We're in Florida. Slept in Jacksonville last night, saw our first palm tree, and this morning, despite weather reports of abnormally low temperatures (below freezing), the sun is shining! We'll arrive in Fort Meyers later today for a month-long stay, though internet connections will be iffy. Ah, time for Starbucks. No great hardship there.
We'll be in our own two-bedroom apartment, have our own kitchen, and deep in snowbird country. In fact this will be the first time we'll be in an all-retirement community. Dan, the nice man from Minnesota who sublet his apartment to us, says lots of activities (2 swimming pools) will keep us busy. But for now, I'm looking forward to stretching out in an apartment, exploring Fort Meyers, and writing.
Last night we watched the returns from the Iowa caucuses. Each candidate thanked those who worked on the campaign most graciously and then spoke to the larger television audience. I was schocked to learn that Hilary Clinton used her stump speech. Though she modulated her voice beautifully to avoid appearing strident, the strength of her comments could be seen in professionalism. Obama, on the other hand, sketched out the issues underlying his campaign (emphasizing unity) and in such a moving fashion that I was reminded of a story about Clinton's staffers who said, "Don't tell Mama, I'm for Obama." Interesting days ahead.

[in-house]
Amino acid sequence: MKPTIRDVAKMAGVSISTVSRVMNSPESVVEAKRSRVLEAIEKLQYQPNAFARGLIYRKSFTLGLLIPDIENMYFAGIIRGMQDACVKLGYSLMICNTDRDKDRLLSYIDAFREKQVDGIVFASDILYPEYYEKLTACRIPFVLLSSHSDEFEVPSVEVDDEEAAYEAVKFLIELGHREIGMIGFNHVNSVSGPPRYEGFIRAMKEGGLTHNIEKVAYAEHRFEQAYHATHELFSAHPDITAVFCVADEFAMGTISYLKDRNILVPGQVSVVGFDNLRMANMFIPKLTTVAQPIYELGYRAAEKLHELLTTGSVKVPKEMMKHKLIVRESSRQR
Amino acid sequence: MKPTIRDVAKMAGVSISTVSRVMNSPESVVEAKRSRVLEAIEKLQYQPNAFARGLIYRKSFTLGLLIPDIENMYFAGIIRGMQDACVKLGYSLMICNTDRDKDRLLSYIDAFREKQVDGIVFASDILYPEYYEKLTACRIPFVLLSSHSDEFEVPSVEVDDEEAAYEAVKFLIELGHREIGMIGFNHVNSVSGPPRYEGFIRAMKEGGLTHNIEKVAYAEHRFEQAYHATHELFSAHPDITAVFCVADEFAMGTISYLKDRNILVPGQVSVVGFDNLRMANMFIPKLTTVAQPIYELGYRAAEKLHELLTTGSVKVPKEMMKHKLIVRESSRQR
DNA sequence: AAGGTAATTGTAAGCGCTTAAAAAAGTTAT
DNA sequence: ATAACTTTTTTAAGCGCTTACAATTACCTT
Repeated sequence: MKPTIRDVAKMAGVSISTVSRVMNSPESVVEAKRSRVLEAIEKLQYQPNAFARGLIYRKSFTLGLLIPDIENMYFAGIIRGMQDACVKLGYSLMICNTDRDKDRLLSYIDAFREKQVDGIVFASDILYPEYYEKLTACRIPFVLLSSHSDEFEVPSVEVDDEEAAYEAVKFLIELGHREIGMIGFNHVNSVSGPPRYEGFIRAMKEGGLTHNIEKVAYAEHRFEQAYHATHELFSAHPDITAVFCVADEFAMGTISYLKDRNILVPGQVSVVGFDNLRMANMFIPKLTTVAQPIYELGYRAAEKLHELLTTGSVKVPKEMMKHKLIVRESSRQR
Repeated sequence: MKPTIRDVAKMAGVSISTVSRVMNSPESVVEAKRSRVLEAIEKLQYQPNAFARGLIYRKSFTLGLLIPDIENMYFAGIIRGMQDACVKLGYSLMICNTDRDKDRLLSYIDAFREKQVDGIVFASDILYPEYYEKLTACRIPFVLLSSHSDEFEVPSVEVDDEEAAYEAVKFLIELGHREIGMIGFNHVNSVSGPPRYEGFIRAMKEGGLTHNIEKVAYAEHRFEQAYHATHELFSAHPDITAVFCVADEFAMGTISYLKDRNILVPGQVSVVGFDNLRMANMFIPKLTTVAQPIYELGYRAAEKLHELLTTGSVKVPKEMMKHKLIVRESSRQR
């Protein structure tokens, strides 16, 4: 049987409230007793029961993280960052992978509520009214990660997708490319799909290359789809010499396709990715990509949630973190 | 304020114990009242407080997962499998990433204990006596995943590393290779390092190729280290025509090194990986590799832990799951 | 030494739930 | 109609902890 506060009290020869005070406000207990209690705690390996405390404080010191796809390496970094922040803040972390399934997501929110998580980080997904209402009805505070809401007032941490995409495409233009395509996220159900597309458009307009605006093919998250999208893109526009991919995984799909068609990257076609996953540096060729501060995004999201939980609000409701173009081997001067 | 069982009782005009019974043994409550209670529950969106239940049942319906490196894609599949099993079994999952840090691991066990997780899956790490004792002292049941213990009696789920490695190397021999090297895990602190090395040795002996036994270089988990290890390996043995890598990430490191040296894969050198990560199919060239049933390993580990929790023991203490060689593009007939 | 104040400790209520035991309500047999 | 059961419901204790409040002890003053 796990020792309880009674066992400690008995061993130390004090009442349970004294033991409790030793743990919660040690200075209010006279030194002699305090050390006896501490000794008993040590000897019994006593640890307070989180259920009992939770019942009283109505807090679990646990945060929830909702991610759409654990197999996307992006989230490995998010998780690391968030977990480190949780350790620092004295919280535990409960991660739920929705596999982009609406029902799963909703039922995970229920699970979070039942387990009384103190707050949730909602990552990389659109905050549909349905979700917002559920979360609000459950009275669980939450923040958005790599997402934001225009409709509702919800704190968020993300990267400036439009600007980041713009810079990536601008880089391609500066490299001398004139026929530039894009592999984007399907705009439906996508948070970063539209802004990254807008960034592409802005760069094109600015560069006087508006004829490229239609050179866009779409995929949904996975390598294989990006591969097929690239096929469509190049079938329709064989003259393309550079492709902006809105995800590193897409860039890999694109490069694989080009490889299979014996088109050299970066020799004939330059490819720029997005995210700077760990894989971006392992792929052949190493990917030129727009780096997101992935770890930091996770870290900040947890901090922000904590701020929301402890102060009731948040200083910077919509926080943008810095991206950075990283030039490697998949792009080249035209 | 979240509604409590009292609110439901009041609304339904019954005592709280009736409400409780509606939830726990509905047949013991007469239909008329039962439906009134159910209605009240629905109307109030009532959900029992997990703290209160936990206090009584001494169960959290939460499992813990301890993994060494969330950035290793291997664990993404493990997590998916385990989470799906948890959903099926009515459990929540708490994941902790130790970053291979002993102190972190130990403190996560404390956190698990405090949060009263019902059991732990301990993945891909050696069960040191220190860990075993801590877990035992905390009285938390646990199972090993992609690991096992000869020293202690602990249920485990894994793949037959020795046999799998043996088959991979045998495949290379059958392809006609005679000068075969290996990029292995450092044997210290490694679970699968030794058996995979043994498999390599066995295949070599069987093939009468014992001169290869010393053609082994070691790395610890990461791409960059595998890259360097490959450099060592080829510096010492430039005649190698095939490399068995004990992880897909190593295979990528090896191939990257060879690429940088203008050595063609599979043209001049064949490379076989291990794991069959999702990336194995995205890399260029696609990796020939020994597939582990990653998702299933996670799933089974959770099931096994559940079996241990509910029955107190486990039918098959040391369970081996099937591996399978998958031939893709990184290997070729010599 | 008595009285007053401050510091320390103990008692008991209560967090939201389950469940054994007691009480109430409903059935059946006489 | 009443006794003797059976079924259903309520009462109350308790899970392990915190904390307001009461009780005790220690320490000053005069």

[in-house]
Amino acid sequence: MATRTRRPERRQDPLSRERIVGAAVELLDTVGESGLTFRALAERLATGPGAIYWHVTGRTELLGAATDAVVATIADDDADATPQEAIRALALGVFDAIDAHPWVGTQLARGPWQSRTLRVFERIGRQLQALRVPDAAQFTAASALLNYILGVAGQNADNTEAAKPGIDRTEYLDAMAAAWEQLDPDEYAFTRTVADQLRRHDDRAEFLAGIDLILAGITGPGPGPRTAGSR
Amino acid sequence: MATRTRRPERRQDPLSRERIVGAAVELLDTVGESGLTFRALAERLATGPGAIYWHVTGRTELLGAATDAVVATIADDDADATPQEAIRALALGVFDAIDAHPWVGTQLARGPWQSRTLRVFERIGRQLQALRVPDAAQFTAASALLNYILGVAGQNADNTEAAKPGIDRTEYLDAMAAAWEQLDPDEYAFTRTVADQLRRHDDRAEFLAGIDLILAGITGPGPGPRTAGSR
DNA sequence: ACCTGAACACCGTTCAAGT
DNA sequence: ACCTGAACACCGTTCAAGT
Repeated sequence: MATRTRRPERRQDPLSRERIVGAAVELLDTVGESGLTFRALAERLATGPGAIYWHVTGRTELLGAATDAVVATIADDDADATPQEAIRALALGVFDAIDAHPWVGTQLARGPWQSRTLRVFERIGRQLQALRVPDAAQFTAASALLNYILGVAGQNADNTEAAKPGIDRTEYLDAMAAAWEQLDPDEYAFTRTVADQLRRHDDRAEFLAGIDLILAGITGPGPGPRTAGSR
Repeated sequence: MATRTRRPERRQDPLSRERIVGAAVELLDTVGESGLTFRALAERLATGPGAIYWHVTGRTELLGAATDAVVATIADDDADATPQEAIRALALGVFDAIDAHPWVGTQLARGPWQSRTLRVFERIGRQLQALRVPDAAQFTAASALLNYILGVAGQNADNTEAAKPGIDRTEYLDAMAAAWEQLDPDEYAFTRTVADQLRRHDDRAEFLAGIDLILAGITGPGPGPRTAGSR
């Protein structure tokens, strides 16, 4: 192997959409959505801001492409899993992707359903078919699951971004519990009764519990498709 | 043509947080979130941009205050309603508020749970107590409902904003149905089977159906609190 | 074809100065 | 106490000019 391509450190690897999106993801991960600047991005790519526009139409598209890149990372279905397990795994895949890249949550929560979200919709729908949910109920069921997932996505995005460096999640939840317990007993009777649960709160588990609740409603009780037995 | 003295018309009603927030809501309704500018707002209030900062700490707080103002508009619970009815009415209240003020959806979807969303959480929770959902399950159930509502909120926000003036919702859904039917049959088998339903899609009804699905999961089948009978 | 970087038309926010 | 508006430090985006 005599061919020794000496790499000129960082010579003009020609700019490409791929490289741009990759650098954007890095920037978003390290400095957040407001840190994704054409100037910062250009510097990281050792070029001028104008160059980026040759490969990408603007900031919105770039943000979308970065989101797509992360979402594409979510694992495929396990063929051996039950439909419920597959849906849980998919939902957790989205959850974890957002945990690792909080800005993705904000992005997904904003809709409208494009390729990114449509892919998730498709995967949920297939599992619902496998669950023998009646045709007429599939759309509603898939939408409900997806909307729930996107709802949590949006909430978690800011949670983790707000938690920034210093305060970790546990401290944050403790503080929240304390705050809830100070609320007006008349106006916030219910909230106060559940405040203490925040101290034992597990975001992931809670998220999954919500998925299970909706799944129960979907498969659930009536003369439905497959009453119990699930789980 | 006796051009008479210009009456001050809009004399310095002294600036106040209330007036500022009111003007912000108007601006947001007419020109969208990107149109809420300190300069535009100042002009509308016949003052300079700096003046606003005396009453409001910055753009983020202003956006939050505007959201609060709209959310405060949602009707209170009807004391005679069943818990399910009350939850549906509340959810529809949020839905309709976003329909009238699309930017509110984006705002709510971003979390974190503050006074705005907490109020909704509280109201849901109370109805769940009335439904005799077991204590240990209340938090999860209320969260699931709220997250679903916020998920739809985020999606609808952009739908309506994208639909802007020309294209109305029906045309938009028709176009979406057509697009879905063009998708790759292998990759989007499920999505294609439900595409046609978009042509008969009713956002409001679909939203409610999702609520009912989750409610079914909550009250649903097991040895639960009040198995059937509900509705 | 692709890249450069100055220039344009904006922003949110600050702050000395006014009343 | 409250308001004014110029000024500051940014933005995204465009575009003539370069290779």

We're early on the road this morning with only 420 miles to go before Fort Meyers. So I'll just close with this photo of a ritual Japanese drum, dated about 900 AD, that I took at the University of Pennsylvania's Museum of Anthropology. Doesn't that combination bird/fish remind you of other transformative symbols? I'm thinking of the mythical Quetzalcoatl, serpent/fish of Aztec fame, but also the overall design reminds me of the artwork of the native peoples of the Pacific Northwest. How was culture shared during pre-Columbian times? An article on Wikipedia traces recent theories on models of migration to the Americas and is an interesting read.
Make it a good week, and I'll hope for internet connections soon.